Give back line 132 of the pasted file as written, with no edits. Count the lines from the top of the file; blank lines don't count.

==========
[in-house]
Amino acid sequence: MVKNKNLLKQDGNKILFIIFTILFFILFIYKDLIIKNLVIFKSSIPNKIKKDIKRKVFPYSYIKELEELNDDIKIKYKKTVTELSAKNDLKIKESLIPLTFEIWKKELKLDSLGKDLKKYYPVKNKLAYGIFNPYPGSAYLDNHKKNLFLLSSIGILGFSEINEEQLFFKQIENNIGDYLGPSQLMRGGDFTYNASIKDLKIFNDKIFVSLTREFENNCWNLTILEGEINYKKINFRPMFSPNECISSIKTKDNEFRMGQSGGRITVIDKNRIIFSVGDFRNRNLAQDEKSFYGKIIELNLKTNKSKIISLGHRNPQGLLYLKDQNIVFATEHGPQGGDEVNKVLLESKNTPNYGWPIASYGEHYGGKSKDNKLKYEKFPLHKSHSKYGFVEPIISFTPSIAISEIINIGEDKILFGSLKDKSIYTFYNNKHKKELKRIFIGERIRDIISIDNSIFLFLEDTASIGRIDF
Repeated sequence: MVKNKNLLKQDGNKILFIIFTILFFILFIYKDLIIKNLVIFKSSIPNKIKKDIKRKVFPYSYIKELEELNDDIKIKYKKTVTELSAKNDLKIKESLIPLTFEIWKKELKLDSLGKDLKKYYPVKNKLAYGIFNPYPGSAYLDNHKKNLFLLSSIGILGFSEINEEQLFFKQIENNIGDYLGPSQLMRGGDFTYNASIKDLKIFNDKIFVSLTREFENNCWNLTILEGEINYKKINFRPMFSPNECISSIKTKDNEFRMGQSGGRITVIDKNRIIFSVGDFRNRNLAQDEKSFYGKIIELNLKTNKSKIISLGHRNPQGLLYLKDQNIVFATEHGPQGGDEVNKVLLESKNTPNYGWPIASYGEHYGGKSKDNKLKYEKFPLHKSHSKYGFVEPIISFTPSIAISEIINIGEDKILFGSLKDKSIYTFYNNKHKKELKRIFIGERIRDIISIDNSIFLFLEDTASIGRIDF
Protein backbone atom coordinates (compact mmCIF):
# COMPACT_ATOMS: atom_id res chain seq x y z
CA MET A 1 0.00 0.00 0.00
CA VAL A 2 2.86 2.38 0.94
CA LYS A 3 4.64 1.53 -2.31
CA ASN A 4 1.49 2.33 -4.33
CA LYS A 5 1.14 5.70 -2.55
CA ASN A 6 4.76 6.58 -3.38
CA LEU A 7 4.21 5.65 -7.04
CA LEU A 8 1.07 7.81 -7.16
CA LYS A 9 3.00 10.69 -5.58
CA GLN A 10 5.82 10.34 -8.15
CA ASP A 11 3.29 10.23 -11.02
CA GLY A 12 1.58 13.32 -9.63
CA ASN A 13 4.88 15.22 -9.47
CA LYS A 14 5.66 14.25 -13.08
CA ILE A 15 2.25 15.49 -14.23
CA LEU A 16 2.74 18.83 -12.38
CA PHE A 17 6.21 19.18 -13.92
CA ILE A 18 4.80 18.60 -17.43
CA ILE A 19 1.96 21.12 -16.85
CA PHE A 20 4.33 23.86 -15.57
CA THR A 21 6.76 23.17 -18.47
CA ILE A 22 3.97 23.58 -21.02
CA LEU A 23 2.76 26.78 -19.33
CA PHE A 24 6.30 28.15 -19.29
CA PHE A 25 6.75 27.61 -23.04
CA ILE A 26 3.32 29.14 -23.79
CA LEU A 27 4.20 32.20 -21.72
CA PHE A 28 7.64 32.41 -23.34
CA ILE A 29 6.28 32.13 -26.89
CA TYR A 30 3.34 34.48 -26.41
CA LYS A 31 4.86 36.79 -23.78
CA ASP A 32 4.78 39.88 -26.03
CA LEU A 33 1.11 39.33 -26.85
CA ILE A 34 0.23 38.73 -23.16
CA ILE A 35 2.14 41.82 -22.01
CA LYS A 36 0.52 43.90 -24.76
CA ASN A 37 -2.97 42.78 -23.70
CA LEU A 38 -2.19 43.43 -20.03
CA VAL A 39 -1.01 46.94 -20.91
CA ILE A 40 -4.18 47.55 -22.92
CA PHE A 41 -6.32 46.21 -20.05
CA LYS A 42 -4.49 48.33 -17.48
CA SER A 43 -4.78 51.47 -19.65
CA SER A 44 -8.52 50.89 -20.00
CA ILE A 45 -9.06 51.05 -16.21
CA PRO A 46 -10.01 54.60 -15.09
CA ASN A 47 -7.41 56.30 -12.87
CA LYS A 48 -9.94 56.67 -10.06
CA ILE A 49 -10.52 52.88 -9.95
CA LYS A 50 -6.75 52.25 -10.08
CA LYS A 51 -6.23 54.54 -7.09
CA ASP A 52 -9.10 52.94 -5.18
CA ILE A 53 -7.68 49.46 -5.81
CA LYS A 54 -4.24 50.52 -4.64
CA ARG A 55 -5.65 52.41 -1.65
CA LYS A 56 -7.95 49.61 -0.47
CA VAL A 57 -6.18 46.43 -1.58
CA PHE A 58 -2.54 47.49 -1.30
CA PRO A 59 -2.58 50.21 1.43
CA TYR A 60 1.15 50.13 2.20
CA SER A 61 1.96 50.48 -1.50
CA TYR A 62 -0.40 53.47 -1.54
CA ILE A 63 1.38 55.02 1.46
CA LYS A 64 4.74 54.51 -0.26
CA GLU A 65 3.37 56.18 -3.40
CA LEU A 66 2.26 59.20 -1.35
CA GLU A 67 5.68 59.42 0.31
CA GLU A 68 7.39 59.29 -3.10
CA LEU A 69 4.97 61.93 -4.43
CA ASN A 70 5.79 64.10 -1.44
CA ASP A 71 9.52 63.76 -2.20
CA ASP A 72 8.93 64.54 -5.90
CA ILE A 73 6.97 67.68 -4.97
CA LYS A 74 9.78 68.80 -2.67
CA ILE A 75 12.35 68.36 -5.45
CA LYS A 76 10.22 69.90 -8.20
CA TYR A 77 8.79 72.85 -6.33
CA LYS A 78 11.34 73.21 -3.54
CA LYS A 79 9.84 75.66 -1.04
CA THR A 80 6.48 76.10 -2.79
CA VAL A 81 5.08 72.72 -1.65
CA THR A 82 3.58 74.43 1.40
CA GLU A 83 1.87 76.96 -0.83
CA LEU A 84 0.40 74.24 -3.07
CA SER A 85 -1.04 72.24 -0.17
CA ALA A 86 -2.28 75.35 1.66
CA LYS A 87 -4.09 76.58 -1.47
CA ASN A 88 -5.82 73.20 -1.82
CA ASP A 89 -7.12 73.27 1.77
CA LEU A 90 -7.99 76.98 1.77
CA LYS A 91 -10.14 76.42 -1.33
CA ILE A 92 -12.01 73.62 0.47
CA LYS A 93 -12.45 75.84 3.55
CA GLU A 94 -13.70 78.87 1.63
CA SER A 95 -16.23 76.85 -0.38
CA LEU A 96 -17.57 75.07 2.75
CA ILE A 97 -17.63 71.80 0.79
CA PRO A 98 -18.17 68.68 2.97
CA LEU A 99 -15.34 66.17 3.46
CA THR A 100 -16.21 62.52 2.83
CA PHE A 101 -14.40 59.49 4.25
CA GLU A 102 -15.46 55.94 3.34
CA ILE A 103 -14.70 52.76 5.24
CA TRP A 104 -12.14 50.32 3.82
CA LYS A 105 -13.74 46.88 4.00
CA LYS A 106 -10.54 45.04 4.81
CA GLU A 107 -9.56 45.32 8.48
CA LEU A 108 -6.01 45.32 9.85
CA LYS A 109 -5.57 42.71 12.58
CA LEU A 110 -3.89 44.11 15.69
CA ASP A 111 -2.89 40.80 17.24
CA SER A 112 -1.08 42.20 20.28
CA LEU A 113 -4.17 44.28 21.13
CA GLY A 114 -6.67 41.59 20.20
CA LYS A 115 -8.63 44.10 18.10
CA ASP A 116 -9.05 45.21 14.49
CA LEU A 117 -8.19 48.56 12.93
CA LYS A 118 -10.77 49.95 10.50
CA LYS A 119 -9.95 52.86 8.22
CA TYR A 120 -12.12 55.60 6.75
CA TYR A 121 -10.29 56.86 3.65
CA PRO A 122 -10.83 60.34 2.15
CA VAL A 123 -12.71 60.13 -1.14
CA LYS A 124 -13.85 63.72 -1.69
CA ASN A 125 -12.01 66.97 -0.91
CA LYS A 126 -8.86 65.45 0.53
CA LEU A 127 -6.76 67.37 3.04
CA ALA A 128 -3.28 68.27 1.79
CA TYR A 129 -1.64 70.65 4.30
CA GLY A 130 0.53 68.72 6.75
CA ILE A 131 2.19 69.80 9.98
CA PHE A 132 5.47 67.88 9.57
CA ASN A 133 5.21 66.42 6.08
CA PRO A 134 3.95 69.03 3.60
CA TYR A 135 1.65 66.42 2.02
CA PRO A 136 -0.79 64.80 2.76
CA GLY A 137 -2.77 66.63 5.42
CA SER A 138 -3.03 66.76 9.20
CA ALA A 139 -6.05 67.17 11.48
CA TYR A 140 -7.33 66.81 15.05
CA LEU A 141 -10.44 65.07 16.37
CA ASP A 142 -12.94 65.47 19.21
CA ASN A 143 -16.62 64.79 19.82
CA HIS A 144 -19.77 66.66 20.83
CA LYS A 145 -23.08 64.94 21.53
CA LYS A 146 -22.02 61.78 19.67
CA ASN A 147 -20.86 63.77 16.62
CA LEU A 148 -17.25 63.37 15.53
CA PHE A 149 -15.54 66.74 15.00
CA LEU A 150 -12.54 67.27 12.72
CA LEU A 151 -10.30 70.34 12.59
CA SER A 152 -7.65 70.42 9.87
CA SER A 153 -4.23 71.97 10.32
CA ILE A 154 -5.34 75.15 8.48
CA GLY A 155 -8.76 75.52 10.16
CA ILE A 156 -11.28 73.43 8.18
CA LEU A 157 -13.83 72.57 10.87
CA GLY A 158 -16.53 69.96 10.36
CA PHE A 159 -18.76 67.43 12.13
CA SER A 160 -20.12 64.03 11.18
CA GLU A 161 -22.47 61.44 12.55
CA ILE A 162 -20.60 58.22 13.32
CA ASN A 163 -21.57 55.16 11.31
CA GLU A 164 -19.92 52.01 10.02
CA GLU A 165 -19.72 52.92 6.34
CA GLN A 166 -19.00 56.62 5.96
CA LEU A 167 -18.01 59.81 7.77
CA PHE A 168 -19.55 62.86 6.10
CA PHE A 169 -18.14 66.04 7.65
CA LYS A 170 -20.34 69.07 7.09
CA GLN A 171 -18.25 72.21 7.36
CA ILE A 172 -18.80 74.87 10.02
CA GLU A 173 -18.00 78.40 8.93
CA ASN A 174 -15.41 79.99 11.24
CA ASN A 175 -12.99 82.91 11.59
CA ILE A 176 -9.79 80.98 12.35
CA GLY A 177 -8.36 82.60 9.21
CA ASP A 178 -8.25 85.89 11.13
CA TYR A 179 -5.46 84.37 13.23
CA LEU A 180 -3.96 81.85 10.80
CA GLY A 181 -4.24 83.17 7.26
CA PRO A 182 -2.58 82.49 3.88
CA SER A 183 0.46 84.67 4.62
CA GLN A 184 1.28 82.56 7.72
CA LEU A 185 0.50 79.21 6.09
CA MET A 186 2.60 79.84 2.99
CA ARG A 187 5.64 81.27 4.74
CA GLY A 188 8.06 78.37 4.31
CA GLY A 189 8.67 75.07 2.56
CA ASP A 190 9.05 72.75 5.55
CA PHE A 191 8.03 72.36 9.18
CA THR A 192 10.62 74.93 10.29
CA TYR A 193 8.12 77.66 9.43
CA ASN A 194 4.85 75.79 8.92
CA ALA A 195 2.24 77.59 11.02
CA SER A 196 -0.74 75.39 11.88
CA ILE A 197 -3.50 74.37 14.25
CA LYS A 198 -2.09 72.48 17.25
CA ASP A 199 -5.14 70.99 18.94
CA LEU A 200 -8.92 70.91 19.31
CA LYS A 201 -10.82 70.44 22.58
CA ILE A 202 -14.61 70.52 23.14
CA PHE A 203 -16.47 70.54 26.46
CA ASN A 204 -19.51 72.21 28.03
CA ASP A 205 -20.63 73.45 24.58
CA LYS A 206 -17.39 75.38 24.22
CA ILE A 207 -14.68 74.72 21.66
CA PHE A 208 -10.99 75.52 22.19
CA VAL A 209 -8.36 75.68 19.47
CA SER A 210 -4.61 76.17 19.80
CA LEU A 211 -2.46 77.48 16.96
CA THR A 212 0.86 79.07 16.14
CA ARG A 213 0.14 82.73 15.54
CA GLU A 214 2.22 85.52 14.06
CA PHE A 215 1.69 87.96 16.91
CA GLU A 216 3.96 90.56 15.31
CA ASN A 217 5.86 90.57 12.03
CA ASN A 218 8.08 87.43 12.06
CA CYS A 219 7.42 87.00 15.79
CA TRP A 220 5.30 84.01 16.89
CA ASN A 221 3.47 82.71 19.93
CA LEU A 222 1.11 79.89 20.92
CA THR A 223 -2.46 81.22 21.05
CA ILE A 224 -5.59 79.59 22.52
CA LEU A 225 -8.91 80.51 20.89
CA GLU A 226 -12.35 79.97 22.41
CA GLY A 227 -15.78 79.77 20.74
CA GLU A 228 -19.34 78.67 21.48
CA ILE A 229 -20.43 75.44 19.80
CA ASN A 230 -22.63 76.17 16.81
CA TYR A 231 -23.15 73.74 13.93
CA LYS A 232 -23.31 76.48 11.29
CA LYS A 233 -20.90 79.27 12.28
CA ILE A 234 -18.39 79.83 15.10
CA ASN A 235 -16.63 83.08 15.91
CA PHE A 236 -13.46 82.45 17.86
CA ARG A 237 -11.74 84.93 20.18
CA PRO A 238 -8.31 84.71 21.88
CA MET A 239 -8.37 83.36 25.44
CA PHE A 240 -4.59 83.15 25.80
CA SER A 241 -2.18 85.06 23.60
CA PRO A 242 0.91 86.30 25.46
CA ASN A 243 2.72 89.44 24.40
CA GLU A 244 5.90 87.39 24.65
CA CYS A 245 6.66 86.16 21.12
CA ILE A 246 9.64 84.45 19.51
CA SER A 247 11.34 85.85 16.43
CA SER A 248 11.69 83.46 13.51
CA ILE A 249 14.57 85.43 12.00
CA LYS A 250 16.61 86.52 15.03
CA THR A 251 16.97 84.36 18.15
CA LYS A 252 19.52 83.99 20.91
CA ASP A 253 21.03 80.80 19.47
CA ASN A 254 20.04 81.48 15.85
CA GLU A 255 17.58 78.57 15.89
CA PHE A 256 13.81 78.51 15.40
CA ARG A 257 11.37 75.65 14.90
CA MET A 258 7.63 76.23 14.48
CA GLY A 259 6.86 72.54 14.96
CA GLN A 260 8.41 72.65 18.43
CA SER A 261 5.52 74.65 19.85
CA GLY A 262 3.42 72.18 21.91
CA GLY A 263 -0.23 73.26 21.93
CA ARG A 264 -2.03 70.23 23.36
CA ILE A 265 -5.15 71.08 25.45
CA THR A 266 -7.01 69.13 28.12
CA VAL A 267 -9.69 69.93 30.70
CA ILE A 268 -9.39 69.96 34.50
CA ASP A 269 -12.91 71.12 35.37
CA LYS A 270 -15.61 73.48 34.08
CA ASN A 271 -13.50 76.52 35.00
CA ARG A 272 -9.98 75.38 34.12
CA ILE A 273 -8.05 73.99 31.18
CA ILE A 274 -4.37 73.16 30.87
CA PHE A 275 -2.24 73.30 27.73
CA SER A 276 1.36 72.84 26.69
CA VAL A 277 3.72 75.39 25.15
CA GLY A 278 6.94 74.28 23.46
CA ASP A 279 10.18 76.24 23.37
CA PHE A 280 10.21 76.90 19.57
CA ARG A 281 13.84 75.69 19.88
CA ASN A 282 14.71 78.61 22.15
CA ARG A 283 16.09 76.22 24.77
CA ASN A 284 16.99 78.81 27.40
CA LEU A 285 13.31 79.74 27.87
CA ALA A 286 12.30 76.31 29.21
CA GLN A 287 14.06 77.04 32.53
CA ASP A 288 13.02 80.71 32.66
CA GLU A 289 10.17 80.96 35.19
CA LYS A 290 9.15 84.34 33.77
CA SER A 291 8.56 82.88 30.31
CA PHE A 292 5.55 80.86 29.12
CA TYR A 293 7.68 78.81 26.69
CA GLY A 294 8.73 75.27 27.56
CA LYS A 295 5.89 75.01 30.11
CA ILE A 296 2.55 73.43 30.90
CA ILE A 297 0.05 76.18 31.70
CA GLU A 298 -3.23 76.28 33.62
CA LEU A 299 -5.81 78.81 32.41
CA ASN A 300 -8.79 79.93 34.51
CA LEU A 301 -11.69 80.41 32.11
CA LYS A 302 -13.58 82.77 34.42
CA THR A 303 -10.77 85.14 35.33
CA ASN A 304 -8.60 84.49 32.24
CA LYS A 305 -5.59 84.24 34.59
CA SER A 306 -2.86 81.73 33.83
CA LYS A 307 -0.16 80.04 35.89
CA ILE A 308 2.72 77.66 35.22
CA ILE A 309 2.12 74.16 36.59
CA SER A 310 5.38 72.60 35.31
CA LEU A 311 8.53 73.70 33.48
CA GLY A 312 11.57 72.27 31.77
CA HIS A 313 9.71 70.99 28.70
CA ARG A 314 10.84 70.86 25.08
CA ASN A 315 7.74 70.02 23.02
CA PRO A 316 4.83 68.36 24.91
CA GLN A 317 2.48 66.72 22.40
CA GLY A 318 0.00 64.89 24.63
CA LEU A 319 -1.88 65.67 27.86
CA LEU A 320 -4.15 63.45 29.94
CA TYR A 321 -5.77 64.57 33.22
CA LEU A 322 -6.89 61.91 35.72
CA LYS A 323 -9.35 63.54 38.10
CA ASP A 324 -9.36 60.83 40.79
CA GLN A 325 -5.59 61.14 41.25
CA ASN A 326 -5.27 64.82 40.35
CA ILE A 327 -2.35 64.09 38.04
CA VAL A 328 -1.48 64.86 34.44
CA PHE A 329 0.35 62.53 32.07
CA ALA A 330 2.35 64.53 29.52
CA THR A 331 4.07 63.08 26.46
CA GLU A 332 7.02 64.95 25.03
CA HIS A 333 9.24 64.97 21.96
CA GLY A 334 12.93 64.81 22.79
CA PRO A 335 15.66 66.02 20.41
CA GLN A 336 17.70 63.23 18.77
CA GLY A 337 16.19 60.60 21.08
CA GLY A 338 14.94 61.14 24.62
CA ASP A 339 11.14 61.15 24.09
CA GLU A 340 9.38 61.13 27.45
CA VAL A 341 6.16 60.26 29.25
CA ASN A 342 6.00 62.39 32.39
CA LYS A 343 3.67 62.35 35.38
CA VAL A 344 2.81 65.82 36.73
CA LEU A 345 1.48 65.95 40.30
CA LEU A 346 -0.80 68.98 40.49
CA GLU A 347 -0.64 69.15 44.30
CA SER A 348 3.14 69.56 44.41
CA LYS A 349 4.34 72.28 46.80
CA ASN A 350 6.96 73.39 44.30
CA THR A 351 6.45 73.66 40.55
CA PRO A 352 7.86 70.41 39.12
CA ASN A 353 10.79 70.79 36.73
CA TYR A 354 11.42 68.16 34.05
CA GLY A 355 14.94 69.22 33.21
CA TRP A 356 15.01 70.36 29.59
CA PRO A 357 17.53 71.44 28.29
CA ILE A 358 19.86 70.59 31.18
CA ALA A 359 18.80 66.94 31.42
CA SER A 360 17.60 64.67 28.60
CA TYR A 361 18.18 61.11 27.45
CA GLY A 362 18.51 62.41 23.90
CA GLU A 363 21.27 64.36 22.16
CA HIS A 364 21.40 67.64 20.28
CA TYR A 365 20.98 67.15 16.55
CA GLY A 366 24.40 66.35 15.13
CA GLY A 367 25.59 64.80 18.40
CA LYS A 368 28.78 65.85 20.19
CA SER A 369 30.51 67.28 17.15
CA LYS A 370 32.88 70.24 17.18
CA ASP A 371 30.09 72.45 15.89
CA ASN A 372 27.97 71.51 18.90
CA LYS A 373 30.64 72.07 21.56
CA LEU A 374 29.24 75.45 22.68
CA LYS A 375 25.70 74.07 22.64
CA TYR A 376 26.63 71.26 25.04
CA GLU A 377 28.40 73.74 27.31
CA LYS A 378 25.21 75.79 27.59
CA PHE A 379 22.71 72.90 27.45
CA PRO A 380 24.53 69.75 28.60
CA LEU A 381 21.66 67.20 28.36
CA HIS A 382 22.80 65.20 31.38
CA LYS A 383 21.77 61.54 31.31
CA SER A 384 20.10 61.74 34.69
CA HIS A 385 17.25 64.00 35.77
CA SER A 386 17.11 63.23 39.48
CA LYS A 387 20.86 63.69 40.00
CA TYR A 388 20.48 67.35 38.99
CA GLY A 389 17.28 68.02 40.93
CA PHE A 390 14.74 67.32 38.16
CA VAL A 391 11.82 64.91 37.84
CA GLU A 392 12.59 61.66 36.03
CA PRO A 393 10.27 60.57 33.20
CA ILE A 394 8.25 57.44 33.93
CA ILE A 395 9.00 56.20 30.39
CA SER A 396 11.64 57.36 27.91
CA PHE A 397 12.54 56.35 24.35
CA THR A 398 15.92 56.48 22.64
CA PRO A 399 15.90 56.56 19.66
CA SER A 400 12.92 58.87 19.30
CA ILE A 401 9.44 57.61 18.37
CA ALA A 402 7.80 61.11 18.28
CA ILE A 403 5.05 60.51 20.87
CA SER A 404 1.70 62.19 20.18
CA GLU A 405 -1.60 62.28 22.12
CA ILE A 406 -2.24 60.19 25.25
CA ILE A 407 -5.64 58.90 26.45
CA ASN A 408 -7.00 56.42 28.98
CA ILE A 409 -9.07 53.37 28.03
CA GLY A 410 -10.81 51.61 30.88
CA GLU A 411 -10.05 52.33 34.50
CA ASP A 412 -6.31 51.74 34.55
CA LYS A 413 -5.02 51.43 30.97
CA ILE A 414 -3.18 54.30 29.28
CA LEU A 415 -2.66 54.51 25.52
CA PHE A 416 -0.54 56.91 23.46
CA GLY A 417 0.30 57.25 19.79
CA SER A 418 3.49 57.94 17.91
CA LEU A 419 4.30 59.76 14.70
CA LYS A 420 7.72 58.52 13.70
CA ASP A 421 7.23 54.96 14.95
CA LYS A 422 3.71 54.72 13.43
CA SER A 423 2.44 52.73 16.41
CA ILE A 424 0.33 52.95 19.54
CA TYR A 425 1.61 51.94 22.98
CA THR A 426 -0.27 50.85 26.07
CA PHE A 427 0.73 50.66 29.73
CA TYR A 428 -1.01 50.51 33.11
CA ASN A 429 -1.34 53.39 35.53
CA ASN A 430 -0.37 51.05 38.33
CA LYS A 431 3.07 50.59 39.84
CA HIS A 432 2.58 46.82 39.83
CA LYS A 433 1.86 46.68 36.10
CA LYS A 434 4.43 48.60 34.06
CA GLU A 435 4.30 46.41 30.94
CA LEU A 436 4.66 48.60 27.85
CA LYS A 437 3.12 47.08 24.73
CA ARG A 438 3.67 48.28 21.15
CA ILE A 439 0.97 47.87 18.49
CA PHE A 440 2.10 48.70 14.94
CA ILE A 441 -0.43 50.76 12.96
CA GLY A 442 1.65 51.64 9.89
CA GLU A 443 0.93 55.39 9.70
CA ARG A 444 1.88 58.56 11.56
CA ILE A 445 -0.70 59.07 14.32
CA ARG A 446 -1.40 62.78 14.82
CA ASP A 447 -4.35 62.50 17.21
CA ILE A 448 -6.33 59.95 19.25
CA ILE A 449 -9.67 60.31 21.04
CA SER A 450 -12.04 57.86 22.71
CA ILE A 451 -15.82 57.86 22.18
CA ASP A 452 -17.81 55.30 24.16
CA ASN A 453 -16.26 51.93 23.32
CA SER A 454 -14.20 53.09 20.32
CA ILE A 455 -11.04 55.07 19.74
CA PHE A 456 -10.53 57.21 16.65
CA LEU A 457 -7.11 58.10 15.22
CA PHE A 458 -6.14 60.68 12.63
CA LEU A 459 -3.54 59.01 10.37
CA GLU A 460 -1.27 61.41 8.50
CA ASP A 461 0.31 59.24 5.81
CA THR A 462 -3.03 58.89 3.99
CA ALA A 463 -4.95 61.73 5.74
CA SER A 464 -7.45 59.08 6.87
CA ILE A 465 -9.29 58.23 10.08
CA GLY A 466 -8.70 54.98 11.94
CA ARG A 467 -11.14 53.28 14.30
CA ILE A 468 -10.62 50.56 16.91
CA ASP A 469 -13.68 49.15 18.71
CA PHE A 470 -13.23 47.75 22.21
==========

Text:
CA LEU A 127 -6.76 67.37 3.04